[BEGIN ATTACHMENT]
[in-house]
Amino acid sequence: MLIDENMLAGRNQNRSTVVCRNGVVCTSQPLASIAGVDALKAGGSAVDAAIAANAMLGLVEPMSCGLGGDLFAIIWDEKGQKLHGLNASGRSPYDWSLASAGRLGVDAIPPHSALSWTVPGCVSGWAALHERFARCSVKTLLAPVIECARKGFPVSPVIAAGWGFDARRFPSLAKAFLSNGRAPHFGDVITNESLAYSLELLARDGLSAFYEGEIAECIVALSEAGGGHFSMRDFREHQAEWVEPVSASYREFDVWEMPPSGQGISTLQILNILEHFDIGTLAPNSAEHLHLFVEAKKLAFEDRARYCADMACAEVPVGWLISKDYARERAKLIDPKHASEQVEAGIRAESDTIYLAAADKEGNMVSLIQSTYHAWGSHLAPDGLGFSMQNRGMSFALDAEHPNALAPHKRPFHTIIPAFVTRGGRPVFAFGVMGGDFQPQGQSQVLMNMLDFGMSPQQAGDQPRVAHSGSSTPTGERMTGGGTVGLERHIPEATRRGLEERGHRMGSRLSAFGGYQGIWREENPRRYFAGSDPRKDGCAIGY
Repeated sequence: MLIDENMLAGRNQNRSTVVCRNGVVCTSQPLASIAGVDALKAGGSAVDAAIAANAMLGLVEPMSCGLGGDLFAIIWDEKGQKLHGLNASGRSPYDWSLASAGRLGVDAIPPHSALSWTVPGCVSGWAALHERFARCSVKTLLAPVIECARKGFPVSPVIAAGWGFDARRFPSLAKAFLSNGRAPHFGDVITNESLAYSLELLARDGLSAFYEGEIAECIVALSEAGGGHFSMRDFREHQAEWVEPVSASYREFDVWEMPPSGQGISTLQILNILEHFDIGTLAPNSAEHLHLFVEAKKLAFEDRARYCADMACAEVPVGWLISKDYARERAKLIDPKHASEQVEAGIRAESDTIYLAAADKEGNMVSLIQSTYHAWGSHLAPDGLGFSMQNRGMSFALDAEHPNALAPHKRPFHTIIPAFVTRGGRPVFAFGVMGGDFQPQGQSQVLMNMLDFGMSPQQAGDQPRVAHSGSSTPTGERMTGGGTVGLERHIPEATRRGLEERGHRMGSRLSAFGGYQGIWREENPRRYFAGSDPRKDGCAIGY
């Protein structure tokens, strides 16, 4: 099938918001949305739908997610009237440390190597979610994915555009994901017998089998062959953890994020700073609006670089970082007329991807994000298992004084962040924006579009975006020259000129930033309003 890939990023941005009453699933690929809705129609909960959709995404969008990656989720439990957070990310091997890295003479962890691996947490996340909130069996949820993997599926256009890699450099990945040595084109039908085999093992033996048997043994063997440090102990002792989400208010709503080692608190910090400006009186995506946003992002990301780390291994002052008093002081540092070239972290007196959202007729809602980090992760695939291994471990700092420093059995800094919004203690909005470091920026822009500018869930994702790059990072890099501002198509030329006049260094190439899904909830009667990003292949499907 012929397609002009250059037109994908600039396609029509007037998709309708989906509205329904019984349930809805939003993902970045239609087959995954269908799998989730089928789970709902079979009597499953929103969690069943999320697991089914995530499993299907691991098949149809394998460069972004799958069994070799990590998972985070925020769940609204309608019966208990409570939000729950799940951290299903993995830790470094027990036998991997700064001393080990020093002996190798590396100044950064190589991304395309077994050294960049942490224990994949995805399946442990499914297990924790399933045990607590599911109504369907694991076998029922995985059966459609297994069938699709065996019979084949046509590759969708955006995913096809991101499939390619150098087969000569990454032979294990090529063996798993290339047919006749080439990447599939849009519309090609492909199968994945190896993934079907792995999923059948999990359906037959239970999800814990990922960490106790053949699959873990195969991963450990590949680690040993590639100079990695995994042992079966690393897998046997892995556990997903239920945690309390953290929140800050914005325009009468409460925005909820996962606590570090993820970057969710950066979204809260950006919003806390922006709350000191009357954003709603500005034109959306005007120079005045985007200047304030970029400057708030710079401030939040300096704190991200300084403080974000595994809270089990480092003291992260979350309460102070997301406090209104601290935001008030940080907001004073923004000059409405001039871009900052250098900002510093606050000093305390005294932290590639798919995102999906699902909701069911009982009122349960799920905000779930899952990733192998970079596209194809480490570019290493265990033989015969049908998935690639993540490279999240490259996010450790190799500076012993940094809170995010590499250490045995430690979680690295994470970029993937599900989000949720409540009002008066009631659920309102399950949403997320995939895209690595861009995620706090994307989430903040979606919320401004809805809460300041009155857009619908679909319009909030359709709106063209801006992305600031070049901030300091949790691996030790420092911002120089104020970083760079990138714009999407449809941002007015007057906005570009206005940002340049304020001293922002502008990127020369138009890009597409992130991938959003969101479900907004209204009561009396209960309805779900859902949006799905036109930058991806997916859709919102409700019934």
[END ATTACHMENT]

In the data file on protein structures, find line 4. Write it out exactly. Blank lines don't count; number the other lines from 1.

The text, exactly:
């Protein structure tokens, strides 16, 4: 099938918001949305739908997610009237440390190597979610994915555009994901017998089998062959953890994020700073609006670089970082007329991807994000298992004084962040924006579009975006020259000129930033309003 890939990023941005009453699933690929809705129609909960959709995404969008990656989720439990957070990310091997890295003479962890691996947490996340909130069996949820993997599926256009890699450099990945040595084109039908085999093992033996048997043994063997440090102990002792989400208010709503080692608190910090400006009186995506946003992002990301780390291994002052008093002081540092070239972290007196959202007729809602980090992760695939291994471990700092420093059995800094919004203690909005470091920026822009500018869930994702790059990072890099501002198509030329006049260094190439899904909830009667990003292949499907 012929397609002009250059037109994908600039396609029509007037998709309708989906509205329904019984349930809805939003993902970045239609087959995954269908799998989730089928789970709902079979009597499953929103969690069943999320697991089914995530499993299907691991098949149809394998460069972004799958069994070799990590998972985070925020769940609204309608019966208990409570939000729950799940951290299903993995830790470094027990036998991997700064001393080990020093002996190798590396100044950064190589991304395309077994050294960049942490224990994949995805399946442990499914297990924790399933045990607590599911109504369907694991076998029922995985059966459609297994069938699709065996019979084949046509590759969708955006995913096809991101499939390619150098087969000569990454032979294990090529063996798993290339047919006749080439990447599939849009519309090609492909199968994945190896993934079907792995999923059948999990359906037959239970999800814990990922960490106790053949699959873990195969991963450990590949680690040993590639100079990695995994042992079966690393897998046997892995556990997903239920945690309390953290929140800050914005325009009468409460925005909820996962606590570090993820970057969710950066979204809260950006919003806390922006709350000191009357954003709603500005034109959306005007120079005045985007200047304030970029400057708030710079401030939040300096704190991200300084403080974000595994809270089990480092003291992260979350309460102070997301406090209104601290935001008030940080907001004073923004000059409405001039871009900052250098900002510093606050000093305390005294932290590639798919995102999906699902909701069911009982009122349960799920905000779930899952990733192998970079596209194809480490570019290493265990033989015969049908998935690639993540490279999240490259996010450790190799500076012993940094809170995010590499250490045995430690979680690295994470970029993937599900989000949720409540009002008066009631659920309102399950949403997320995939895209690595861009995620706090994307989430903040979606919320401004809805809460300041009155857009619908679909319009909030359709709106063209801006992305600031070049901030300091949790691996030790420092911002120089104020970083760079990138714009999407449809941002007015007057906005570009206005940002340049304020001293922002502008990127020369138009890009597409992130991938959003969101479900907004209204009561009396209960309805779900859902949006799905036109930058991806997916859709919102409700019934």